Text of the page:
“But they weren’t doing true microservices” he droned on, while my train of thought came grinding a halt on the assertion. In my experience, many software developers apply all sorts of purity tests to the world around them, especially when it comes to “legacy” code. In most of my experiences, it has been delivered more subtly than this textbook example of the No true Scotsman fallacy. “Microservice” is already a silly term, one which many people defend by evoking the mythic status of “the unix philosophy.” Composition of components is definitely a valuable trait in a system, especially as an organization scales with new people and projects, but the microservice purity test fails in many cases.
This misguided notion that everything in a service-oriented infrastructure should do “one thing and one thing well” is at complete odds with the realities of data affinity and network latency. After trying to break up a few monoliths “into services” in recent years where I have frequently encountered this microservice-all-the-things desire, my focus has shifted away from what serves the HTTP requests. Instead, I’m much more focused how the data is stored and accessed. Taking a monolithic application and merely swapping function calls for remote procedure calls is not actually solving anything. Optimising around what parts of the system require data makes more sense to me as a guideline.
The “test” that I apply to the “no true microservices” approach is this: should authentication and authorization be handled by one service, or two? I think the question gets at the heart of many service-oriented architecture designs. Authentication is “easy”, compared to authorization which can bring in a whole carton-load of business logic and data requirements. That said, are functions should probably be performed by two separate services. But if you don’t have any need for authentication without authorization coming alongside it, then two separate services introduces another network call, another service-dependency to manage, and unnecessary complexity. “But we might need it some day!” a microservice aficionado might retort. I certainly agree, we might need lots of things. Building and delivering software requires trade-offs, and if the business’ requirements for the next 6-12 months are not going to be addressed by pre-optimizing the split of these two concerns into separate services, then it is likely best to say You Aren’t Going To Need It and move on.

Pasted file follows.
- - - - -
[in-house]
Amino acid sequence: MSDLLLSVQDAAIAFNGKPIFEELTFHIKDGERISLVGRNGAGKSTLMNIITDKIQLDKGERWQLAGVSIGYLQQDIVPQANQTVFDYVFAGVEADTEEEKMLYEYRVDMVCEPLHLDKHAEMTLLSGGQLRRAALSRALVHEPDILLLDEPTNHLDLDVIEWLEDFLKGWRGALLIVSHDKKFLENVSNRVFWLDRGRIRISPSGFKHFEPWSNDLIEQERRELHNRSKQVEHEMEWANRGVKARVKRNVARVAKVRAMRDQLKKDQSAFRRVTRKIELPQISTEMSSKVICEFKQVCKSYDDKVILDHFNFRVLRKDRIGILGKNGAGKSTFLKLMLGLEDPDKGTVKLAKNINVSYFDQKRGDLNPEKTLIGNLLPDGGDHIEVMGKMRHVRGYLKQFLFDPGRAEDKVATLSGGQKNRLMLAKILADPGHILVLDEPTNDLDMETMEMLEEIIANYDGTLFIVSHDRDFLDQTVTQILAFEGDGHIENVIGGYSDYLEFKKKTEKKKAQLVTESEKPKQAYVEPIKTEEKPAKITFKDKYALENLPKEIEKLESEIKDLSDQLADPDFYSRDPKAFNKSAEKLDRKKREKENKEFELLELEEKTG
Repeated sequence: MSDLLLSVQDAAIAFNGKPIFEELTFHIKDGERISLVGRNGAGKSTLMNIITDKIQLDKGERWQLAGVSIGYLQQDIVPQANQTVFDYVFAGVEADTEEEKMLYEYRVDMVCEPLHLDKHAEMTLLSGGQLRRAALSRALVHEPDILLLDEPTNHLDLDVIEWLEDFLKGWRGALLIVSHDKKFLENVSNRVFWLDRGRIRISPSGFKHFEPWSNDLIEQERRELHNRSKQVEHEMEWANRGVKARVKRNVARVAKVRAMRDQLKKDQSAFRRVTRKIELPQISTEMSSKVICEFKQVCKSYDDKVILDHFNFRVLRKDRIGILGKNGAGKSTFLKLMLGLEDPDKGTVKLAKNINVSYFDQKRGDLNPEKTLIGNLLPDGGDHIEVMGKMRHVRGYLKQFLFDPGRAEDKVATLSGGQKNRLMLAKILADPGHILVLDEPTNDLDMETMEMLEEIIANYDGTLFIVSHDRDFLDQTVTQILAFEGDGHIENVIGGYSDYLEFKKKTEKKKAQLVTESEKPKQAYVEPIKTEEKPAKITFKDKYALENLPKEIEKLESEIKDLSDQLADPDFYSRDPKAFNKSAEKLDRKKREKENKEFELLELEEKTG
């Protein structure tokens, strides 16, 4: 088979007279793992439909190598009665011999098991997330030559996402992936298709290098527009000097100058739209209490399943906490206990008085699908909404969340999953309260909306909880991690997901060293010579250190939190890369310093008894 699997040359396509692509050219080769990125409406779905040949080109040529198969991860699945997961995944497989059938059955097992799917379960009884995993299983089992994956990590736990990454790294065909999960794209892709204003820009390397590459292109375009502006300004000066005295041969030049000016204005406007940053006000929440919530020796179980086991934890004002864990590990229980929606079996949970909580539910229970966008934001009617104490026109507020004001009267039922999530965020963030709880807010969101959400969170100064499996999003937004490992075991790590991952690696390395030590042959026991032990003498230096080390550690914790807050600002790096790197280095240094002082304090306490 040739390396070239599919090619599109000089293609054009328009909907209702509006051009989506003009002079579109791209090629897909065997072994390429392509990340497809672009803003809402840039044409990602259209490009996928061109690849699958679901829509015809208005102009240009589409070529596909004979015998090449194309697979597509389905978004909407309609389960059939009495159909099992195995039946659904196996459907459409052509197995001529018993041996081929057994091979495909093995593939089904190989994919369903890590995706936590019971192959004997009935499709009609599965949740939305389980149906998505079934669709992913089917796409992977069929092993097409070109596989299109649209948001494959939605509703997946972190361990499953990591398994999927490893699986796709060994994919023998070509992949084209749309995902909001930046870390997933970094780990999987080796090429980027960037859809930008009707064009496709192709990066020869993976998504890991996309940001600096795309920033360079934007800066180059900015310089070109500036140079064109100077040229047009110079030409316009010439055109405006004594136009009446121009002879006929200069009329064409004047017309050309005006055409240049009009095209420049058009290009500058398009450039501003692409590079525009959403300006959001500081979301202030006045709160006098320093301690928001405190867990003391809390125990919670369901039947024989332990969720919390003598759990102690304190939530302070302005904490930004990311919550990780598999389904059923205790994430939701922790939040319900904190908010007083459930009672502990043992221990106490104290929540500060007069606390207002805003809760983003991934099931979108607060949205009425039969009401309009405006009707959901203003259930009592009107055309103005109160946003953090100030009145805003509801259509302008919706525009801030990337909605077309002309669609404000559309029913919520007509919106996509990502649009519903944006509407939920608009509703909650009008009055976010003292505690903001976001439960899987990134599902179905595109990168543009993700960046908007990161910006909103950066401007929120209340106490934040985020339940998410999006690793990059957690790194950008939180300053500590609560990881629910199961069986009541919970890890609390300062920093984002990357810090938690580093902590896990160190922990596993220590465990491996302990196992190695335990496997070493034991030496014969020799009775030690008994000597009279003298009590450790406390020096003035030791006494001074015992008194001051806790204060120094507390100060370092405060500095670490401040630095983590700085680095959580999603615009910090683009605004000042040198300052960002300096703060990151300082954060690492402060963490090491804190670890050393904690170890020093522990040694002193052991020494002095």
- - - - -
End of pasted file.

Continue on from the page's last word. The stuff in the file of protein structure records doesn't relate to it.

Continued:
It is always better to refactor a production system in the future, than to try to design for imagined requirements in the present.
The availability of “Functions as a Service” does bring us closer to a “one thing and one thing well” world. It also exaggerates the myriad of management, monitoring, and debugging concerns which already affect service-oriented architectures. This is not to say that Functions as a Service (FaaS) are a bad thing, quite the contrary. I love the model for simple and stateless API endpoints, like handling inbound requests, enriching them, and putting their contents directly into a commit log/queue system for later processing/warehousing. To suggest that all services fit the FaaS model however is patently absurd. Unsurprisingly, I feel similarly about a universal application of the “one thing and one thing well” microservice model.
Avoiding the No True Microservice fallacy, I recommend considering service-oriented architecture design with the following, intentionally ordered concerns in mind:
- Debug-ability: if we can’t debug it, we fail.
- Deliverability: if we don’t ship it, the team fails.
- Manageability: if we cannot maintain this code, evolving it to meet the needs of the business, then the product will fail.
- Scalability: if we cannot scale it to meet customer demand, the business will (probably) fail.
Service design is always about trade-offs. Whether attempting to build something from scratch, or replacing a monolith, it is important to prioritize the concerns appropriately. Always keeping in mind that our first priority is to deliver a functioning service, not to come up with the “best” whiteboard design possible.